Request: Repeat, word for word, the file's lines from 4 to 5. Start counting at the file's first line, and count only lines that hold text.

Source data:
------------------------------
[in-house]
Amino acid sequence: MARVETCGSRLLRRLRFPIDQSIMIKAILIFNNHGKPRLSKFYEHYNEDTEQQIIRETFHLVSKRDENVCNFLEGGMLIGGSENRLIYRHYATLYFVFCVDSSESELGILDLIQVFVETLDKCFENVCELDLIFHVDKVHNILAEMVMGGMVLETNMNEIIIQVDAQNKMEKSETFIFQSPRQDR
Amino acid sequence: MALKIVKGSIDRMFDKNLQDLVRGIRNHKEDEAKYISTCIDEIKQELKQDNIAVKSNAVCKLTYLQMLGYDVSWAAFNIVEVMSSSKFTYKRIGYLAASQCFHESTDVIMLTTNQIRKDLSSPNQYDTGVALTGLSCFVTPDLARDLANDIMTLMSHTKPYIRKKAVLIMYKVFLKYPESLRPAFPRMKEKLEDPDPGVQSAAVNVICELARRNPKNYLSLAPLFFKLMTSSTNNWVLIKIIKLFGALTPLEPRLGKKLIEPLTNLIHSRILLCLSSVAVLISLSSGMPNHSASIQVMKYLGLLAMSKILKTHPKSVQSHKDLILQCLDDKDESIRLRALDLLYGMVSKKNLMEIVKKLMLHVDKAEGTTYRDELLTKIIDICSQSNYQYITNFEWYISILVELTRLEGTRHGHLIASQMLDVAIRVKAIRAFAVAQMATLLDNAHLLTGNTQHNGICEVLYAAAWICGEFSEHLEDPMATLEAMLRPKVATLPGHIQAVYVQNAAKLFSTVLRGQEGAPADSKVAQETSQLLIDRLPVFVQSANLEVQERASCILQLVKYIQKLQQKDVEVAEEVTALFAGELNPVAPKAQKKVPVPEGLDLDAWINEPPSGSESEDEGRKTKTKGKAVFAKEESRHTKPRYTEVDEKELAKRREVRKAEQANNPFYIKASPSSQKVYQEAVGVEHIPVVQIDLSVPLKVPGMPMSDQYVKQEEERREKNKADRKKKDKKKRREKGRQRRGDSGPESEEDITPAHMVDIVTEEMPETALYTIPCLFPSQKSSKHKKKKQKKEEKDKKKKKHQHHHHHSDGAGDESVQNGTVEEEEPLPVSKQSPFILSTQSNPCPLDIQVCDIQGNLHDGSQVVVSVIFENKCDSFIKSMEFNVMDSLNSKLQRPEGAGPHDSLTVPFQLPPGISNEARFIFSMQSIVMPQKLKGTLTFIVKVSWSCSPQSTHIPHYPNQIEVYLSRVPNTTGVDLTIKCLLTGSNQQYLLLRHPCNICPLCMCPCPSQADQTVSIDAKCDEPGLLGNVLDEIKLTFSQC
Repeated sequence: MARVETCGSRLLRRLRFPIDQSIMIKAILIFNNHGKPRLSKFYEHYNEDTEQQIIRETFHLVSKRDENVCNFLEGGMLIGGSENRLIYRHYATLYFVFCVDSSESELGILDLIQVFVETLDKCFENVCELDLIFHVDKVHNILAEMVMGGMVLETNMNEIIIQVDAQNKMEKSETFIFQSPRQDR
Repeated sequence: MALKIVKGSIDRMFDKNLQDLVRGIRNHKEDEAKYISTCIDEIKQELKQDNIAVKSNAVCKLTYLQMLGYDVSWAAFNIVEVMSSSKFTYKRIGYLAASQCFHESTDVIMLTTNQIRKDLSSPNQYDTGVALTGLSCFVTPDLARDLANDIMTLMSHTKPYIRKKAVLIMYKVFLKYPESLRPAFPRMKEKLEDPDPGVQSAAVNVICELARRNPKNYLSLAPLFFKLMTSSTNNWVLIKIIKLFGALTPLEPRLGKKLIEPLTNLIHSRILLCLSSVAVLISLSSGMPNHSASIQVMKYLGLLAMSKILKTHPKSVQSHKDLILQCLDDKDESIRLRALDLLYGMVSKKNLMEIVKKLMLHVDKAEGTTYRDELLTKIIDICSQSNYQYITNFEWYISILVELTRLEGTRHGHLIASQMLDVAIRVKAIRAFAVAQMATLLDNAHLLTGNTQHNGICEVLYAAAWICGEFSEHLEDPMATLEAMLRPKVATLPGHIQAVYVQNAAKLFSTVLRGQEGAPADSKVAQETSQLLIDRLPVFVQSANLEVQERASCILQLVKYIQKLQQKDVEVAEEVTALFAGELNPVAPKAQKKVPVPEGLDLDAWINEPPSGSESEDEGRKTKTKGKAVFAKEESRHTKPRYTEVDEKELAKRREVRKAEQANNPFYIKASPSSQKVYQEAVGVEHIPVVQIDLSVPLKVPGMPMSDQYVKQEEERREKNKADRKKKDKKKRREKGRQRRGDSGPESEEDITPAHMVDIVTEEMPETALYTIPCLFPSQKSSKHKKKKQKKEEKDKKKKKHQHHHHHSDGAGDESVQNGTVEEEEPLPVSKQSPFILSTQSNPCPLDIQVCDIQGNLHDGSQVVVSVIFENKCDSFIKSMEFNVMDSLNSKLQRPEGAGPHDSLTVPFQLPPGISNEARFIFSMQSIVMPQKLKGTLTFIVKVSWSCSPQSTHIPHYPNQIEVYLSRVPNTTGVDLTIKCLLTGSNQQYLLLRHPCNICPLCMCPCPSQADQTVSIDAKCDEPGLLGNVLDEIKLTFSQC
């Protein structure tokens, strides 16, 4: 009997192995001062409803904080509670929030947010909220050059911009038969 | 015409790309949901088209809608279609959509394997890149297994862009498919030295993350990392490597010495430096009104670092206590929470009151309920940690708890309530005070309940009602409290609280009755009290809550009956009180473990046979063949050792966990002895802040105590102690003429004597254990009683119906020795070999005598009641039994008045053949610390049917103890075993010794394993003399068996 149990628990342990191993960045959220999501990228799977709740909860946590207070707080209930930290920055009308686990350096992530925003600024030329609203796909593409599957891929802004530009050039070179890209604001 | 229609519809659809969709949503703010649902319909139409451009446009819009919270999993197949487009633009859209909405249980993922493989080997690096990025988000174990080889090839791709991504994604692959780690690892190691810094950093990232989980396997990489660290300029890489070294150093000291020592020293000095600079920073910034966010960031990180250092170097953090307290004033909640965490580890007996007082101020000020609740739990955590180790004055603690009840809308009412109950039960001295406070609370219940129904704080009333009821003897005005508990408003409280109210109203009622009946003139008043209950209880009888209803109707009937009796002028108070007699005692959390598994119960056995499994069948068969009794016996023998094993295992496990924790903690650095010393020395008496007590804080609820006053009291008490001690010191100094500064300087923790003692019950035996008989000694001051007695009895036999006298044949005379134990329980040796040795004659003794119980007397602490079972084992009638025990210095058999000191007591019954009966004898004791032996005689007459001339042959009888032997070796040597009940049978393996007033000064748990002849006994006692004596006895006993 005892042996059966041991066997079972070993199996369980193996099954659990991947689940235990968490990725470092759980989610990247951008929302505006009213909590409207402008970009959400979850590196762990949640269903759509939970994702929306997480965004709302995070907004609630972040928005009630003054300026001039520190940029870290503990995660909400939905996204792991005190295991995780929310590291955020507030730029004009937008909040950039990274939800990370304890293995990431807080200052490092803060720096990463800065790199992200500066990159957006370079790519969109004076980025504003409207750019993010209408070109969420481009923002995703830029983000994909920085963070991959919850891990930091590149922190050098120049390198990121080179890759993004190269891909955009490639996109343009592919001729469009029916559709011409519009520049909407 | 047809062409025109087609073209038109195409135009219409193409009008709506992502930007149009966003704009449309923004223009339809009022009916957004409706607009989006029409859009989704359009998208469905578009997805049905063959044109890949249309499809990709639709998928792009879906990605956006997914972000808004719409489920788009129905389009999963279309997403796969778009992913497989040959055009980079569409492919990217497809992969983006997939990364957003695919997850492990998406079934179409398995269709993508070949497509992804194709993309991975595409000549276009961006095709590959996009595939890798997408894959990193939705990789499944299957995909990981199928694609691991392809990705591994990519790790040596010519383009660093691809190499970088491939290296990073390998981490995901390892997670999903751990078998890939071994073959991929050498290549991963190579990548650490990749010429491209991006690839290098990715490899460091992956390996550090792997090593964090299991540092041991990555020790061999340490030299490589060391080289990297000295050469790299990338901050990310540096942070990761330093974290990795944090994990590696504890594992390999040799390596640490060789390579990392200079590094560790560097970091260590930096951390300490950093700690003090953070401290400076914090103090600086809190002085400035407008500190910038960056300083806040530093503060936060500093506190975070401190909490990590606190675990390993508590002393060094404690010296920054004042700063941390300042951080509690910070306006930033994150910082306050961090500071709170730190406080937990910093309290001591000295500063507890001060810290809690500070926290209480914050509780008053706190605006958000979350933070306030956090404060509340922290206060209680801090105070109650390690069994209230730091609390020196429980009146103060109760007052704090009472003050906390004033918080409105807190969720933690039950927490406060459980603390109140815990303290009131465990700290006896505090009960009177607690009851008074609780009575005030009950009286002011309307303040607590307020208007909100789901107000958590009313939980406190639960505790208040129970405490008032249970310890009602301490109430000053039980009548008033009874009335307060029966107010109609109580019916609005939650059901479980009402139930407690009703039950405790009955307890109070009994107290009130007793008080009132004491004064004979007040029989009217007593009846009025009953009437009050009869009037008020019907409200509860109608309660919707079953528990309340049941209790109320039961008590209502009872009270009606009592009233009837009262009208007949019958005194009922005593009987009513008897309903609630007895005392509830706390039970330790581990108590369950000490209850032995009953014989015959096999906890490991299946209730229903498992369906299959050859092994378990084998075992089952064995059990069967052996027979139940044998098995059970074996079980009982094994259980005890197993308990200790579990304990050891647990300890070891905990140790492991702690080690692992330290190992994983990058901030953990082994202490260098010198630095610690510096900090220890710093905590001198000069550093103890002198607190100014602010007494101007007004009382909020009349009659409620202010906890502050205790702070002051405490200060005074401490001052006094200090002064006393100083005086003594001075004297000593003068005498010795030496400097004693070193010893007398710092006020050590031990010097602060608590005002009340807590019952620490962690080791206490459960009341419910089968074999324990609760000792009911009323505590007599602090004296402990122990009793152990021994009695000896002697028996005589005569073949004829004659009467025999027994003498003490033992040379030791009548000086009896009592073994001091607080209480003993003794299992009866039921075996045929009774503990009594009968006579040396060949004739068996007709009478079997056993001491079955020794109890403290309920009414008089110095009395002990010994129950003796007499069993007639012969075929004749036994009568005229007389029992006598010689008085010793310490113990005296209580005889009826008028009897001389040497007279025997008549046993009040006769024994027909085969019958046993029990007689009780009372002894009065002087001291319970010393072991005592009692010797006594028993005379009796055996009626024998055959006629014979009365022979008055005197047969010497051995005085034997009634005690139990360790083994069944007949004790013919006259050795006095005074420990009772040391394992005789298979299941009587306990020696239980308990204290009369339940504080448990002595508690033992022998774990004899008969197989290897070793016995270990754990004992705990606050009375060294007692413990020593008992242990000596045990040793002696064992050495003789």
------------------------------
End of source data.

Repeated sequence: MARVETCGSRLLRRLRFPIDQSIMIKAILIFNNHGKPRLSKFYEHYNEDTEQQIIRETFHLVSKRDENVCNFLEGGMLIGGSENRLIYRHYATLYFVFCVDSSESELGILDLIQVFVETLDKCFENVCELDLIFHVDKVHNILAEMVMGGMVLETNMNEIIIQVDAQNKMEKSETFIFQSPRQDR
Repeated sequence: MALKIVKGSIDRMFDKNLQDLVRGIRNHKEDEAKYISTCIDEIKQELKQDNIAVKSNAVCKLTYLQMLGYDVSWAAFNIVEVMSSSKFTYKRIGYLAASQCFHESTDVIMLTTNQIRKDLSSPNQYDTGVALTGLSCFVTPDLARDLANDIMTLMSHTKPYIRKKAVLIMYKVFLKYPESLRPAFPRMKEKLEDPDPGVQSAAVNVICELARRNPKNYLSLAPLFFKLMTSSTNNWVLIKIIKLFGALTPLEPRLGKKLIEPLTNLIHSRILLCLSSVAVLISLSSGMPNHSASIQVMKYLGLLAMSKILKTHPKSVQSHKDLILQCLDDKDESIRLRALDLLYGMVSKKNLMEIVKKLMLHVDKAEGTTYRDELLTKIIDICSQSNYQYITNFEWYISILVELTRLEGTRHGHLIASQMLDVAIRVKAIRAFAVAQMATLLDNAHLLTGNTQHNGICEVLYAAAWICGEFSEHLEDPMATLEAMLRPKVATLPGHIQAVYVQNAAKLFSTVLRGQEGAPADSKVAQETSQLLIDRLPVFVQSANLEVQERASCILQLVKYIQKLQQKDVEVAEEVTALFAGELNPVAPKAQKKVPVPEGLDLDAWINEPPSGSESEDEGRKTKTKGKAVFAKEESRHTKPRYTEVDEKELAKRREVRKAEQANNPFYIKASPSSQKVYQEAVGVEHIPVVQIDLSVPLKVPGMPMSDQYVKQEEERREKNKADRKKKDKKKRREKGRQRRGDSGPESEEDITPAHMVDIVTEEMPETALYTIPCLFPSQKSSKHKKKKQKKEEKDKKKKKHQHHHHHSDGAGDESVQNGTVEEEEPLPVSKQSPFILSTQSNPCPLDIQVCDIQGNLHDGSQVVVSVIFENKCDSFIKSMEFNVMDSLNSKLQRPEGAGPHDSLTVPFQLPPGISNEARFIFSMQSIVMPQKLKGTLTFIVKVSWSCSPQSTHIPHYPNQIEVYLSRVPNTTGVDLTIKCLLTGSNQQYLLLRHPCNICPLCMCPCPSQADQTVSIDAKCDEPGLLGNVLDEIKLTFSQC